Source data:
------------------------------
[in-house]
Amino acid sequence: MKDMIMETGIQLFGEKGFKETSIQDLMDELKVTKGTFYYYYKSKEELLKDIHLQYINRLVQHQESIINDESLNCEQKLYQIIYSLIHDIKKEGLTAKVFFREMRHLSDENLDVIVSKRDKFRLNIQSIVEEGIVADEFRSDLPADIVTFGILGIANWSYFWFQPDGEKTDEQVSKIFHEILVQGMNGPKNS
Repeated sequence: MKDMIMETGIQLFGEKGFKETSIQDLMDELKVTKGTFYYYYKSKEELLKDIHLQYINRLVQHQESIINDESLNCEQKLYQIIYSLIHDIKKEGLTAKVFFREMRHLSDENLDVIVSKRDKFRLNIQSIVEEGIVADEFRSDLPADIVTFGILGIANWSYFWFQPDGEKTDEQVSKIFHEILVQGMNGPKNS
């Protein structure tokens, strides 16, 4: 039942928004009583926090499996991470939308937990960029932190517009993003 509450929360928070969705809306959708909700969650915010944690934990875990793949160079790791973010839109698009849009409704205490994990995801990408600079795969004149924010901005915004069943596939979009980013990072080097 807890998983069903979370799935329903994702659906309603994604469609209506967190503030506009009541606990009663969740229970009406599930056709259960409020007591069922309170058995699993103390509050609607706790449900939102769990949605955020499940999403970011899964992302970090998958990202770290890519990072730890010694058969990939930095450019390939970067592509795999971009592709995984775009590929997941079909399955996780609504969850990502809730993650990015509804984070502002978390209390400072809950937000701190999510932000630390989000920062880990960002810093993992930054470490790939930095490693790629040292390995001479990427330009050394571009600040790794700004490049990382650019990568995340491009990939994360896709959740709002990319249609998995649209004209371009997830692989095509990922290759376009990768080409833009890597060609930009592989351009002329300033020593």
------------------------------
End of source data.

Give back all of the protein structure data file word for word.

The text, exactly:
[in-house]
Amino acid sequence: MKDMIMETGIQLFGEKGFKETSIQDLMDELKVTKGTFYYYYKSKEELLKDIHLQYINRLVQHQESIINDESLNCEQKLYQIIYSLIHDIKKEGLTAKVFFREMRHLSDENLDVIVSKRDKFRLNIQSIVEEGIVADEFRSDLPADIVTFGILGIANWSYFWFQPDGEKTDEQVSKIFHEILVQGMNGPKNS
Repeated sequence: MKDMIMETGIQLFGEKGFKETSIQDLMDELKVTKGTFYYYYKSKEELLKDIHLQYINRLVQHQESIINDESLNCEQKLYQIIYSLIHDIKKEGLTAKVFFREMRHLSDENLDVIVSKRDKFRLNIQSIVEEGIVADEFRSDLPADIVTFGILGIANWSYFWFQPDGEKTDEQVSKIFHEILVQGMNGPKNS
């Protein structure tokens, strides 16, 4: 039942928004009583926090499996991470939308937990960029932190517009993003 509450929360928070969705809306959708909700969650915010944690934990875990793949160079790791973010839109698009849009409704205490994990995801990408600079795969004149924010901005915004069943596939979009980013990072080097 807890998983069903979370799935329903994702659906309603994604469609209506967190503030506009009541606990009663969740229970009406599930056709259960409020007591069922309170058995699993103390509050609607706790449900939102769990949605955020499940999403970011899964992302970090998958990202770290890519990072730890010694058969990939930095450019390939970067592509795999971009592709995984775009590929997941079909399955996780609504969850990502809730993650990015509804984070502002978390209390400072809950937000701190999510932000630390989000920062880990960002810093993992930054470490790939930095490693790629040292390995001479990427330009050394571009600040790794700004490049990382650019990568995340491009990939994360896709959740709002990319249609998995649209004209371009997830692989095509990922290759376009990768080409833009890597060609930009592989351009002329300033020593």